Saturday, May 14, 2011

Awnings, Part 2 - Oklahoma City History

I'm working on my second paper right now.  It's about the influence of Italian architecture on that of the Palace of Versailles.  It's been a very interesting topic to research and I'll write more about it in a future blog entry, but for now I wanted to share some things that I learned while researching for my paper on the awning in my neighborhood.  Because my topic was something located in my own community, I found information about Oklahoma City and Crown Heights that I didn't know.

It's been interesting to think about the growth and changes this city has seen over the last century.  I think about what James and I want to accomplish here and it's somewhat comforting to know that so many people have felt exactly what we've felt...and to know that they DID  reach their goals.  It's inspiring! So here's a sampling of some facts I thought were intriguing.


  1. The house house to which the awning is attached was designed in 1938 by the architecture firm, Sorey, Hill and Sorey.  This is the same firm that designed the Lloyd Noble Center in Norman, the library/Student Union on OSU's campus and many important buildings here in Oklahoma and outside of the state.  They also designed Crown Heights Christian Church's sanctuary and some of the Sorey, Hill and Sorey families lived in Crown Heights themselves.
  2. Tom Sorey Sr. helped start the architecture program at the University of Oklahoma.  
  3. Crown Heights used to be the Oklahoma City Golf and Country Club, until it moved to the Nichols Hills area.  G.A. Nichols developed Nichols Hills, Crown Heights, the Paseo neighborhood and had a hand in Hertiage Hills as well.  He really had a huge vision for our city.  It reminds me of people like Aubry McClendon and others who hold the same ideas of growth and enrichment for OKC today. 
  4. Crown Heights used to be called "Pill Hill" because so many prominent physicians lived in the neighborhood. In fact, the man Sorey, Hill and Sorey built the house for was named Dr. James H. Robinson, a surgeon and obstetrician at the Oklahoma City Clinic. It was the last house he and his wife, Beatrice, would live in as they stayed for almost 35 years.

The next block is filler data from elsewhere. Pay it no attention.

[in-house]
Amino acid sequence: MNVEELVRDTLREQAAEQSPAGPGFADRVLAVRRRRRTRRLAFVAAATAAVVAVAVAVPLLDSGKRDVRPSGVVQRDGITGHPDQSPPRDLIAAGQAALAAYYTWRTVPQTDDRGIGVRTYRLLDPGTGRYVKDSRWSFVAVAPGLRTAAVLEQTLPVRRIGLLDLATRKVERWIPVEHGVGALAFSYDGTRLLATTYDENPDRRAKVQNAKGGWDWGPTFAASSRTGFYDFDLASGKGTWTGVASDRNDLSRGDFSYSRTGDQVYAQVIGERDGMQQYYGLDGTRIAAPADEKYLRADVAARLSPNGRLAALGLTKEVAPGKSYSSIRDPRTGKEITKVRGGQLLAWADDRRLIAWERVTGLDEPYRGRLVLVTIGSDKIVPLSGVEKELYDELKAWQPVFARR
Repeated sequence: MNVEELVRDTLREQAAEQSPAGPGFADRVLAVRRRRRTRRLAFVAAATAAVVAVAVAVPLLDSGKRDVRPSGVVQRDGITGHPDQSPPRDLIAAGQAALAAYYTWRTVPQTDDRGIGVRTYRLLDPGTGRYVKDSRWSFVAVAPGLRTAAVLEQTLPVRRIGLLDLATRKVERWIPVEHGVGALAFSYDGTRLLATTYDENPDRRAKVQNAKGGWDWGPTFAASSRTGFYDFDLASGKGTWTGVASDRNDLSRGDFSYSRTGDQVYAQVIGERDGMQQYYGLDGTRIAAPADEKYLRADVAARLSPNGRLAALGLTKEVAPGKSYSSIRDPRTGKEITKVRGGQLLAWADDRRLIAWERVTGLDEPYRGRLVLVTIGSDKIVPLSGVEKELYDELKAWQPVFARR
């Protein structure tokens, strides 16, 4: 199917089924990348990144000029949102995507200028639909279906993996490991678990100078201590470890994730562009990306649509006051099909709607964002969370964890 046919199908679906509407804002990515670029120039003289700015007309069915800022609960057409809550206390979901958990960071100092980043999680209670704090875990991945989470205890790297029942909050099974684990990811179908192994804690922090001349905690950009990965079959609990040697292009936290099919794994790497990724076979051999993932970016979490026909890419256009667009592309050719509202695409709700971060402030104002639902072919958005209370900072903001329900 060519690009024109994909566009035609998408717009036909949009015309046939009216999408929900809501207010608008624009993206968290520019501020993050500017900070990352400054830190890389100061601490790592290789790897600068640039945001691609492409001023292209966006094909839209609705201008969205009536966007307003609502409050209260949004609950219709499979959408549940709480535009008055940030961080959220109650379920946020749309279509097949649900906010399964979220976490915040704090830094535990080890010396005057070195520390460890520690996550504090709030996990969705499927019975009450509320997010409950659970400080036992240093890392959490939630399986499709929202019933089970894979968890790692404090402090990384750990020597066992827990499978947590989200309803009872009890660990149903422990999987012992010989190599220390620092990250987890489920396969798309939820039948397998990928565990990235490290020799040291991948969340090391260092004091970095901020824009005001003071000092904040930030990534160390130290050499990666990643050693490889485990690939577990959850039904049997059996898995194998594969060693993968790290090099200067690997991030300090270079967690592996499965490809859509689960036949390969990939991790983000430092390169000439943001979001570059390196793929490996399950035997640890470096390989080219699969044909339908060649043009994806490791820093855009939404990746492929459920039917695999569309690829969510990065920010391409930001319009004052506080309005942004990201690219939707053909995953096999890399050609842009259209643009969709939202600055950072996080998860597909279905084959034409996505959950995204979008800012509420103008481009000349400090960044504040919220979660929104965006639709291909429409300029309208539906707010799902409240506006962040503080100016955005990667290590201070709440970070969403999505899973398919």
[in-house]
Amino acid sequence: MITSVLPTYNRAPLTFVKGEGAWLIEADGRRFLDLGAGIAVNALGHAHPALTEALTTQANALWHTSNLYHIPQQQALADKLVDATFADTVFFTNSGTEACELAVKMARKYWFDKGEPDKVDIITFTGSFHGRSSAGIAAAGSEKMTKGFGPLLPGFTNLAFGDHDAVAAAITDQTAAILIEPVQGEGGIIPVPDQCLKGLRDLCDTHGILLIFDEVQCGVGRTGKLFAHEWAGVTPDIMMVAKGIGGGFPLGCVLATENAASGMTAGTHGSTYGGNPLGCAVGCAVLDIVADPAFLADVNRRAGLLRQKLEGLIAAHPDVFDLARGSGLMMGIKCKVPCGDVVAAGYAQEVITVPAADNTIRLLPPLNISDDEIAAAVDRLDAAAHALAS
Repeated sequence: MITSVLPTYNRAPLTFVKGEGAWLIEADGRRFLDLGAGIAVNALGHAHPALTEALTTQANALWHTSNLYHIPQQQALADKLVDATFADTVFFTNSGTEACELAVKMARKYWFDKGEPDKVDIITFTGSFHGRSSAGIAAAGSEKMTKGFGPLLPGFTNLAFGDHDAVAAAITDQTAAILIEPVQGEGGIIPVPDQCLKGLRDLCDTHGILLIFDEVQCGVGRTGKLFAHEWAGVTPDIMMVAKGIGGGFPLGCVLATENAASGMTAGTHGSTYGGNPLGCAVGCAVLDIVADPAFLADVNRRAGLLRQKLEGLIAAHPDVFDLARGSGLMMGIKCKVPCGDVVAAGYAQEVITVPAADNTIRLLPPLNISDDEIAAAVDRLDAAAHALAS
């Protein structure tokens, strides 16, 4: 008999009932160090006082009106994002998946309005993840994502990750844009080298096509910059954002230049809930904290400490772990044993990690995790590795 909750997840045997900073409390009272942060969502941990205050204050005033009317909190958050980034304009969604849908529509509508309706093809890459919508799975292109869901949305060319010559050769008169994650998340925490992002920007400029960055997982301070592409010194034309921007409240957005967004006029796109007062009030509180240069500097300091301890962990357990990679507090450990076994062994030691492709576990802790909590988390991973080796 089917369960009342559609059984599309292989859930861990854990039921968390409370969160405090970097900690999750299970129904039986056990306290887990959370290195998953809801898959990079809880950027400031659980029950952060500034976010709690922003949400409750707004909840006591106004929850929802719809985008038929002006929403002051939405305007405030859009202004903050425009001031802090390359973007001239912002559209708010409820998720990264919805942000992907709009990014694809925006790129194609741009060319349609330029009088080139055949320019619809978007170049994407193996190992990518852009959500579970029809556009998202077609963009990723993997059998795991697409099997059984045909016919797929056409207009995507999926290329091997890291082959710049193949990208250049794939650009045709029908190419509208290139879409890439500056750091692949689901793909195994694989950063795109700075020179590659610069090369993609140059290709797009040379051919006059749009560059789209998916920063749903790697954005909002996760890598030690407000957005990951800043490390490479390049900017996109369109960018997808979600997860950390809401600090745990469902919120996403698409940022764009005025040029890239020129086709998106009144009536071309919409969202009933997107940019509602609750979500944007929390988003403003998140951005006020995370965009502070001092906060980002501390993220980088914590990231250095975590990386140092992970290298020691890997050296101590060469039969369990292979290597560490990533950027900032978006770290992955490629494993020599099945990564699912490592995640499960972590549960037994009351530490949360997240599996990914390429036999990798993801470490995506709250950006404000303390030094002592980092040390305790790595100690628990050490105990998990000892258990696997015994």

5. The development of Crown Heights was only slowed by the Great Depression for a few years. By 1934 the lots were selling again and development continued.  However, while these buyers' American Dreams were being realized, there were still many people living in migrant camps along the North Canadian River and on May Avenue.  The contrast in these images and circumstances caused me to question the strength of the government programs instituted during the 30s to help the economy. 
  6. Good things did come out of those programs, though. Many artists, musicians, writers, and actors were given work. A huge number of buildings and roads were also built because of the WPA. Check out the structures around Oklahoma lakes and the old armories in your towns. You'll see what I'm talking about.
  7. The Oklahoma City Museum of Art is a grandchild of sorts of the Federal Art Project and The Oklahoma City Symphony Orchestra derived from the Federal Music Program. The current Oklahoma City Philharmonic Orchestra is a different organization, but it was created after the former orchestra met its demise in October of 1988 and held many of the same members as the original orchestra. 
  8. The Oklahoma City Museum of Art will be hosting an exhibit of works from the Smithsonian American Art Museum this summer titled, "1934: A New Deal for Artists," and I have to say I'm really excited to see it.  I knew it was coming when I left the museum last summer and was sad that I wouldn't get to work on it.  I can't wait to see it!
  9. The plaque on the wall outside by my front door says that it was built in 1931.  After my research, I realized it's more likely that it was 1934. I don't even think my street had lots for sale until 1933.  I might need a new plaque! :)

I have realized from living in and renovating my house over the last four years that one of the things I like to do is think about the people who lived here before me and what they might have thought or felt while they were here. Did they plan, dream, fear and love here? Of course they did. They were human. Did they experience loss as I have? Of course. Did they experience success? Did they see dreams realized? I hope so.  It helps to know that I'm not the first person to feel what I'm feeling, whatever it is, in the very place that I live. It gives me hope. 

I love my house and have worked hard to make it my own.  Most of the people in this neighborhood have done the same.  It's a love for history, architecture and preservation that keeps us working on our houses. It's a project that is never over because they need so much love and attention.  I guess my house is a lot like me. :)

3 comments:

  1. I have realized from living in and renovating my house over the last four years that one of the things I like to do is think about the people who lived here before me and what they might have thought or felt while they were here.

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